success with per-
sonal satisfaction. What personal traits do I possess? Skills reflect what you do well. It is also necessary to
♦ ...Believes goals understand how you do what you do.
of age. CAREER TESTING
♦ ...Assumes respon- There are self-assessment tests available to you at SMU Career Services, including DIS-
sibility for his or COVER, Strong Interest Inventory, and MBTI personality assessment. Career assessments
her own career can help you gather information regarding your values, interests, traits, personality, skills,
direction. work style, and aptitudes. If you are interested in an assessment, contact SMU Career Ser-
vices at 214-768-2266. There are counselors on site who can help you along the way.
CAREER PLANNING PAGE 2
Fortunately, you do not have to go through all the career options in the world to find a suitable
occupation. In order to start your career exploration, you need to create a list of different
occupations that might match your interests and skills. Before you begin narrowing down
your possibilities, do some brainstorming to broaden your options.
Brainstorm on your own:
Remember when everyone used to ask you what you wanted to be when you grew up (or
maybe they still do…)? What were your answers? Write them down. What did you enjoy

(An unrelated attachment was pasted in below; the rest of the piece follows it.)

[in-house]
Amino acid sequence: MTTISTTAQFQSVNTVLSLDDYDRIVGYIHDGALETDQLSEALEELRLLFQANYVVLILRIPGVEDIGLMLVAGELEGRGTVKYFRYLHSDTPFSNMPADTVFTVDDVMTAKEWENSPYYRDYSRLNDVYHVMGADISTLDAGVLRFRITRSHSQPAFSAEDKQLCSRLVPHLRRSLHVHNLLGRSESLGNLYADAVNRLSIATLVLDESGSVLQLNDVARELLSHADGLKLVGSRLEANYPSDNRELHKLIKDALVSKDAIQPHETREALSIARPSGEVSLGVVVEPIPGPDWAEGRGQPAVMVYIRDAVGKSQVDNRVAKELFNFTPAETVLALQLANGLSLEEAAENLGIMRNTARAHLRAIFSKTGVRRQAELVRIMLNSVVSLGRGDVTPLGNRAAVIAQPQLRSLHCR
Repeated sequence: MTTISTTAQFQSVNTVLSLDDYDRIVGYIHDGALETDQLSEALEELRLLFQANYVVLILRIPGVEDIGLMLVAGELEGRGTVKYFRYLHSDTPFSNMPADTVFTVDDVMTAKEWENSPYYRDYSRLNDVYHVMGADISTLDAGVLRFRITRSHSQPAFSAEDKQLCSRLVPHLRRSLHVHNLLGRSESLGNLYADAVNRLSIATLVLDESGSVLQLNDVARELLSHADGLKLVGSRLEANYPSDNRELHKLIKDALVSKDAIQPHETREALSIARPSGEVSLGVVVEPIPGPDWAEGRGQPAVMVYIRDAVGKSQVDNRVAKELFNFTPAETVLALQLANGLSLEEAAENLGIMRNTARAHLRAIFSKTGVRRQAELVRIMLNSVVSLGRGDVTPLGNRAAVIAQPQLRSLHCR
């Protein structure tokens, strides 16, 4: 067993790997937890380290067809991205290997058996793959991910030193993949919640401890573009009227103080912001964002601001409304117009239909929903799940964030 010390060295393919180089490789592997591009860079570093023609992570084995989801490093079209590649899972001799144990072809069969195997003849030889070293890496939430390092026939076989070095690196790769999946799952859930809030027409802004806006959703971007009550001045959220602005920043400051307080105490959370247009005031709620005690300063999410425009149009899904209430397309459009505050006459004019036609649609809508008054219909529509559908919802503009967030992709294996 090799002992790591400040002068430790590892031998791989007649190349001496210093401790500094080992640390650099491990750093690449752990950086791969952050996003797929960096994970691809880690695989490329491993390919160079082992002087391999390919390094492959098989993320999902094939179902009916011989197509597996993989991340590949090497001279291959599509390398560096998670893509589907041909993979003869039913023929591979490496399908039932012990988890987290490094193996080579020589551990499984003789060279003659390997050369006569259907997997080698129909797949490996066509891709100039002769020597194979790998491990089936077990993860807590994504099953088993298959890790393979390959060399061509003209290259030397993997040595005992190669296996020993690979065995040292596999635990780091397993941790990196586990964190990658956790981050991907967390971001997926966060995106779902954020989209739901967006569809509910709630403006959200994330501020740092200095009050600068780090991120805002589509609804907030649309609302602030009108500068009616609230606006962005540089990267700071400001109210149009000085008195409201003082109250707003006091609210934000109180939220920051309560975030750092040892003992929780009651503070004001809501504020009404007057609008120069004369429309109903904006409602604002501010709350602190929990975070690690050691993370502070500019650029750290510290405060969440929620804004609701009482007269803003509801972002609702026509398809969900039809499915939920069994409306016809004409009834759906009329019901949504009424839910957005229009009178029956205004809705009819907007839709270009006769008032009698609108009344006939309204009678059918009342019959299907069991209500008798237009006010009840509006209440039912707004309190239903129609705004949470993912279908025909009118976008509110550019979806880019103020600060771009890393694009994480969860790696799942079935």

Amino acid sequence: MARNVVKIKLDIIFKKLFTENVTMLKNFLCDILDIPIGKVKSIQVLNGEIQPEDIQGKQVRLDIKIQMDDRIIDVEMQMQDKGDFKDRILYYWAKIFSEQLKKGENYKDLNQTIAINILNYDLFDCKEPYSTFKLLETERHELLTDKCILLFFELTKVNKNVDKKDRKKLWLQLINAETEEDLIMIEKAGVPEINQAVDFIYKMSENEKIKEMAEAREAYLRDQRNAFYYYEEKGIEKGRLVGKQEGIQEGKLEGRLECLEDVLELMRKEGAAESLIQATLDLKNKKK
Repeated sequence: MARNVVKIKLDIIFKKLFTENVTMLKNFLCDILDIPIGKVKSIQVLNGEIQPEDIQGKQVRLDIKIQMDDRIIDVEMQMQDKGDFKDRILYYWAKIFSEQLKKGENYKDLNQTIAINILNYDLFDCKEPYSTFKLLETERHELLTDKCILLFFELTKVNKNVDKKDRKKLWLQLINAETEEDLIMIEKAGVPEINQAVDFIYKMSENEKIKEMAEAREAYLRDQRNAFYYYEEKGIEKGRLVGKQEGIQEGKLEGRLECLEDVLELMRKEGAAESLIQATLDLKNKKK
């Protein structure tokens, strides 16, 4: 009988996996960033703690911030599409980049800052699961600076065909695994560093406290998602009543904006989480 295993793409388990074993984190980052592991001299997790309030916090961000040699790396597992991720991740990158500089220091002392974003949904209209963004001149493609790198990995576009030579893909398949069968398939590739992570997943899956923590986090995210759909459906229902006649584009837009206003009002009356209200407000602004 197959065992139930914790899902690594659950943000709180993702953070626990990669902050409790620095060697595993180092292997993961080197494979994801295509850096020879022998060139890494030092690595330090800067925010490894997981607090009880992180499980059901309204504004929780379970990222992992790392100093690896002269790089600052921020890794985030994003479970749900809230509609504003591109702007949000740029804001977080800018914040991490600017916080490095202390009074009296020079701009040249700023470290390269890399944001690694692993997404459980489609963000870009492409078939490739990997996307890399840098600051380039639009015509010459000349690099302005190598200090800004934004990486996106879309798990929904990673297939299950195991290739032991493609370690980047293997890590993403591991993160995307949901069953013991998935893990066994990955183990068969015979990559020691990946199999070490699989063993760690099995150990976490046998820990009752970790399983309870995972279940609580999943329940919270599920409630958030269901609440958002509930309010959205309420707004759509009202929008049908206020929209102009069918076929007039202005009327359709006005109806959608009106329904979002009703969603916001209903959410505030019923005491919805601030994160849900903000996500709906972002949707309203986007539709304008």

doing as a child before you grew up? Write them down. Look back at your list of interests,
skills, values, and traits that you possess. Can you think of any occupations that might match
well with these characteristics?
Brainstorm with others:
Talk with friends, parents, teachers, neighbors, relatives, co-workers, etc. Tell them you are
trying to figure out what to do with your life. They will probably jump at the chance to throw
in their two cents. Keep in mind you are trying to come up with a master list of possibilities.
Do not dismiss any suggestions. However, do not make any commitments either.
The following list describes various methods of research that you can use. The list begins
with the least time-consuming method, but as you narrow down your options, use those that
require more time.
There are plenty of internet resources that hold useful occupational information for you. You
can even research individual occupations through search sites. Many such useful websites
can be found linked off our homepage at www.smu.edu/career. Two suggestions are:
The Occupational Outlook Handbook www.bls.gov/oco/
Provides essential information about prospective changes in the work world,
qualifications needed for jobs, the nature of the work, working conditions,